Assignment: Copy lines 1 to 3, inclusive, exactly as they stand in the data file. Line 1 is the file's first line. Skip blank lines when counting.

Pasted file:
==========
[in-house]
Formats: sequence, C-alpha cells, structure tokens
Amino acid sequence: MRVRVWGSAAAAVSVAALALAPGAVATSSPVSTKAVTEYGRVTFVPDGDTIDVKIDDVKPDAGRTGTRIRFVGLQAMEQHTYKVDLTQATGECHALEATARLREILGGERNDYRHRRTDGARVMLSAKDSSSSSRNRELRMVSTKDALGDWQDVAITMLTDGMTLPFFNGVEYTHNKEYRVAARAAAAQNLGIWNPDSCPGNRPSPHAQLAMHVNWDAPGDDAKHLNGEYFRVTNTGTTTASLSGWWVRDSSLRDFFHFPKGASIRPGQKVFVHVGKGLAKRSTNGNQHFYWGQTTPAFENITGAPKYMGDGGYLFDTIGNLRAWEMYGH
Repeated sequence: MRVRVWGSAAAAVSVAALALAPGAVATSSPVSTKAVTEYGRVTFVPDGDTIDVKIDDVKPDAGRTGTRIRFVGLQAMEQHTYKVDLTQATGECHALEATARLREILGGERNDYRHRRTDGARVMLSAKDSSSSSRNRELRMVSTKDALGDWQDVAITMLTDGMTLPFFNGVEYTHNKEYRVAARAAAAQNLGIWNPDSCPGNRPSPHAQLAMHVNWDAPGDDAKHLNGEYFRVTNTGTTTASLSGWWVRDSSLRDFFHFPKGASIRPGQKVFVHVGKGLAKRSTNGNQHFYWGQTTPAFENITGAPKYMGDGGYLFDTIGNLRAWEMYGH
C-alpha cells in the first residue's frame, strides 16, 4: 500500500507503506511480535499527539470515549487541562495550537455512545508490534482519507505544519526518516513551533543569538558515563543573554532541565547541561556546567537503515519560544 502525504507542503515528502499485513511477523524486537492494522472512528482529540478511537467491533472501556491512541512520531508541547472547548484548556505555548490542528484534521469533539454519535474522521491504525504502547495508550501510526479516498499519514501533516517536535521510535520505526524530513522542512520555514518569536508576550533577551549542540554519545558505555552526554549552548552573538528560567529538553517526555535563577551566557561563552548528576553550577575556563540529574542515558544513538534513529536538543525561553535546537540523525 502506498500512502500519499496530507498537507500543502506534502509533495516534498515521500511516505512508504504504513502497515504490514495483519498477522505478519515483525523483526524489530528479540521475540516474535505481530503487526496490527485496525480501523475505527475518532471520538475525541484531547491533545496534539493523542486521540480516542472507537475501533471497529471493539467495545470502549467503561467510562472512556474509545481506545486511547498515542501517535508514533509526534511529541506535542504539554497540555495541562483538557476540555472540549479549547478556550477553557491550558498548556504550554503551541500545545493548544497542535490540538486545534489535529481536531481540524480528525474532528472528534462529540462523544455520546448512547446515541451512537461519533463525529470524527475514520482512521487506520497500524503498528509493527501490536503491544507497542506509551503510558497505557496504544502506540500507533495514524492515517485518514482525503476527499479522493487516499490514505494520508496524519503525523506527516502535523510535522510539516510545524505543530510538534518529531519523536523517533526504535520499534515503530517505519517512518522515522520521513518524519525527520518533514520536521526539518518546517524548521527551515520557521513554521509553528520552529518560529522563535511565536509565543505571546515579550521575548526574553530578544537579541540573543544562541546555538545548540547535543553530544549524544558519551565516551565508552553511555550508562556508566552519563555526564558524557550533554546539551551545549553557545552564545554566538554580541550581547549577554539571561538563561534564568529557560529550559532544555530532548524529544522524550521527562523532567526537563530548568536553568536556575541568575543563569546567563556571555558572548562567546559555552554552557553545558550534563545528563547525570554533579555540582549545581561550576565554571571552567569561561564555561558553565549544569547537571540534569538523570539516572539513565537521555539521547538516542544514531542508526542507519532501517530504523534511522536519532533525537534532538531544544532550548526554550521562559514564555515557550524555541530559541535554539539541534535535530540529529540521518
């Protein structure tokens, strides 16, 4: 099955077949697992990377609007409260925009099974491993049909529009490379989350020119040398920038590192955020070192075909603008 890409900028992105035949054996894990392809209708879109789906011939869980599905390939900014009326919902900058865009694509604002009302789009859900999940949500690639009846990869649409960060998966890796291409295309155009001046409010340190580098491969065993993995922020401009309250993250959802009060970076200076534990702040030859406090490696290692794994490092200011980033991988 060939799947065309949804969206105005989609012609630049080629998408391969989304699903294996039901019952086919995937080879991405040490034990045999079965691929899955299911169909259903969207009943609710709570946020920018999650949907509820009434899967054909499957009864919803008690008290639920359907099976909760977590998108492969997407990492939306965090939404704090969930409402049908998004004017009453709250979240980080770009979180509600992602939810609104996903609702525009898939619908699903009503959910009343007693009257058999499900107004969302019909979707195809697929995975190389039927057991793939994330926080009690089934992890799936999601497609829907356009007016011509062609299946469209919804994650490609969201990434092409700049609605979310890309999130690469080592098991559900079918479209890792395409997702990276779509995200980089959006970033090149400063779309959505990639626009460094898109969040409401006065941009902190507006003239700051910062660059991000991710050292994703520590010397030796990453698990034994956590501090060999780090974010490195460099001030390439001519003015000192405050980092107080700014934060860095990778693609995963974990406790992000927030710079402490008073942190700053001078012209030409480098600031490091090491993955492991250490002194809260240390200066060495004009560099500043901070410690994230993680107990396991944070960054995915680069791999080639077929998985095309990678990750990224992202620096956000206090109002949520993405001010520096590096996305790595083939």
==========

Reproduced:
[in-house]
Formats: sequence, C-alpha cells, structure tokens
Amino acid sequence: MRVRVWGSAAAAVSVAALALAPGAVATSSPVSTKAVTEYGRVTFVPDGDTIDVKIDDVKPDAGRTGTRIRFVGLQAMEQHTYKVDLTQATGECHALEATARLREILGGERNDYRHRRTDGARVMLSAKDSSSSSRNRELRMVSTKDALGDWQDVAITMLTDGMTLPFFNGVEYTHNKEYRVAARAAAAQNLGIWNPDSCPGNRPSPHAQLAMHVNWDAPGDDAKHLNGEYFRVTNTGTTTASLSGWWVRDSSLRDFFHFPKGASIRPGQKVFVHVGKGLAKRSTNGNQHFYWGQTTPAFENITGAPKYMGDGGYLFDTIGNLRAWEMYGH